This article points out the common occurence of cyber-ID not being reflective of the person it represents. This comes into play with younger people still trying to find themselves, yet the social tether to SNs and faking beauty is severely damaging for everyone. Too many people use online photos for the sake of what other people will think, and this leads to struggles "with self-esttem and poor body image." Based on the amount of hours cited in the article, it's an obsession over things that aren't truths. This affects how new, and possibly involved older generations function in the real world, in terms of how they communicate (overthinking wording, changing diction to suit the other person's perception), how they deal with provocation (either succumbing to it at a worse rate than before or completely overreacting out of habit), and how they deal with knowledge (non-sequiturs, imagined facts, retaining information), thus the idea of finding one's identity becomes a joke.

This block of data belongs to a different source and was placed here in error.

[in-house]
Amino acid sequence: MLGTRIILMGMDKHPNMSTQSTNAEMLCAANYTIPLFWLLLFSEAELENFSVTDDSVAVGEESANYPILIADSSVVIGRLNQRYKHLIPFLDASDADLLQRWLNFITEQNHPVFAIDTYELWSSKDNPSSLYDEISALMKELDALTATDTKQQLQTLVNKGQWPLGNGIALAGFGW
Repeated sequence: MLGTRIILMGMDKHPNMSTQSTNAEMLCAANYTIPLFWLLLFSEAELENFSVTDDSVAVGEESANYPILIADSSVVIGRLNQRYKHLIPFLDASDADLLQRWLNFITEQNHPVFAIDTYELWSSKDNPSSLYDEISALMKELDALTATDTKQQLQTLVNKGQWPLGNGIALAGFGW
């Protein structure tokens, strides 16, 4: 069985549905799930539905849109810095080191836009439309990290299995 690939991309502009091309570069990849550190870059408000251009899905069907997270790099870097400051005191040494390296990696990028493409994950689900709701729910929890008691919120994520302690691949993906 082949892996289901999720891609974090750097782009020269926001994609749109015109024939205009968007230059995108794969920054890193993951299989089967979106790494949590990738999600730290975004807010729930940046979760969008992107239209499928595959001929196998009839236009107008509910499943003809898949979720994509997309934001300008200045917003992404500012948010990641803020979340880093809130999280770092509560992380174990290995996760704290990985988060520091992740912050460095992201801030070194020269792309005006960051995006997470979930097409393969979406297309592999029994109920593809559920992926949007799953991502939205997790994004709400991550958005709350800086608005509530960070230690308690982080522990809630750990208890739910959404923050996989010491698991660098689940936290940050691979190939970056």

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Facebook's identity problem: Teens hate a permanent record

Facebook's identity problem: Teens hate a permanent record | How does the internet affect self-image? | Scoop.it
Facebook’s need to deliver detailed marketable profiles clashes with the teen’s freedom to change their minds – and identities – with just a couple of clicks
Daniel Heater's insight:

Facebook is actually a less immediate tool for interaction than things like Snapchat or Tumblr, causing a gravitation away from the permanence of Facebook record, an implication that younger people don't like the idea that their identity is a static thing rather than a continually revamped entity.  Are younger people even accurate to think their identity is transient? Does this show that people are looking to constantly change their identity if it happens to suit the situation?